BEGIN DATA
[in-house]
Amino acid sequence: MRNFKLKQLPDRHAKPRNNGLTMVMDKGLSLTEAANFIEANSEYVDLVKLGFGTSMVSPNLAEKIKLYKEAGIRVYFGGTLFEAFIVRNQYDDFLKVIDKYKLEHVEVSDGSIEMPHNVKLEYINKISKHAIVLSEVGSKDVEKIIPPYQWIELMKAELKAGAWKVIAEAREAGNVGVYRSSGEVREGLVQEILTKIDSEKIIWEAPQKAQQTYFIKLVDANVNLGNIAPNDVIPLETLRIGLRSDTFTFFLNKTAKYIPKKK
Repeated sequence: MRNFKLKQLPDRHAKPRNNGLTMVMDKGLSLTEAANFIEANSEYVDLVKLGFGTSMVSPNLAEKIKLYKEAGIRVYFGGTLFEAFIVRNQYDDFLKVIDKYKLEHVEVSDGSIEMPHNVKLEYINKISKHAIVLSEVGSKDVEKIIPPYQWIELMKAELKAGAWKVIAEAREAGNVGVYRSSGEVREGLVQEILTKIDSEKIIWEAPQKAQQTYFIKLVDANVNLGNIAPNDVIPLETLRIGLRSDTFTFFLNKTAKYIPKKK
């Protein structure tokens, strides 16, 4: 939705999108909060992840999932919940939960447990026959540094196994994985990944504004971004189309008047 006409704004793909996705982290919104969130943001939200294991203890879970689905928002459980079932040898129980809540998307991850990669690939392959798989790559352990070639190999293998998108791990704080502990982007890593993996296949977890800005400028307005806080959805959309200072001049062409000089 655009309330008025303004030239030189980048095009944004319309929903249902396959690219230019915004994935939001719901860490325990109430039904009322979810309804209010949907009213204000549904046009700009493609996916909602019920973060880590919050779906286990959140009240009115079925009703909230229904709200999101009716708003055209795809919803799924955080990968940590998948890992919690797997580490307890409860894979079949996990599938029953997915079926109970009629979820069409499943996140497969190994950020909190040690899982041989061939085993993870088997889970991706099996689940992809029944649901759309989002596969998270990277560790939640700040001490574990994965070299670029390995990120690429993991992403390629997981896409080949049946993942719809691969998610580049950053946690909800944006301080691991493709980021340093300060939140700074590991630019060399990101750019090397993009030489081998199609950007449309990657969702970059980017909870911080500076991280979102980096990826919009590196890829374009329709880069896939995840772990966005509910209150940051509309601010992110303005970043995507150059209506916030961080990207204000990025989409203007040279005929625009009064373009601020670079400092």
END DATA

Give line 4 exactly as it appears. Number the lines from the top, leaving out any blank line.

């Protein structure tokens, strides 16, 4: 939705999108909060992840999932919940939960447990026959540094196994994985990944504004971004189309008047 006409704004793909996705982290919104969130943001939200294991203890879970689905928002459980079932040898129980809540998307991850990669690939392959798989790559352990070639190999293998998108791990704080502990982007890593993996296949977890800005400028307005806080959805959309200072001049062409000089 655009309330008025303004030239030189980048095009944004319309929903249902396959690219230019915004994935939001719901860490325990109430039904009322979810309804209010949907009213204000549904046009700009493609996916909602019920973060880590919050779906286990959140009240009115079925009703909230229904709200999101009716708003055209795809919803799924955080990968940590998948890992919690797997580490307890409860894979079949996990599938029953997915079926109970009629979820069409499943996140497969190994950020909190040690899982041989061939085993993870088997889970991706099996689940992809029944649901759309989002596969998270990277560790939640700040001490574990994965070299670029390995990120690429993991992403390629997981896409080949049946993942719809691969998610580049950053946690909800944006301080691991493709980021340093300060939140700074590991630019060399990101750019090397993009030489081998199609950007449309990657969702970059980017909870911080500076991280979102980096990826919009590196890829374009329709880069896939995840772990966005509910209150940051509309601010992110303005970043995507150059209506916030961080990207204000990025989409203007040279005929625009009064373009601020670079400092």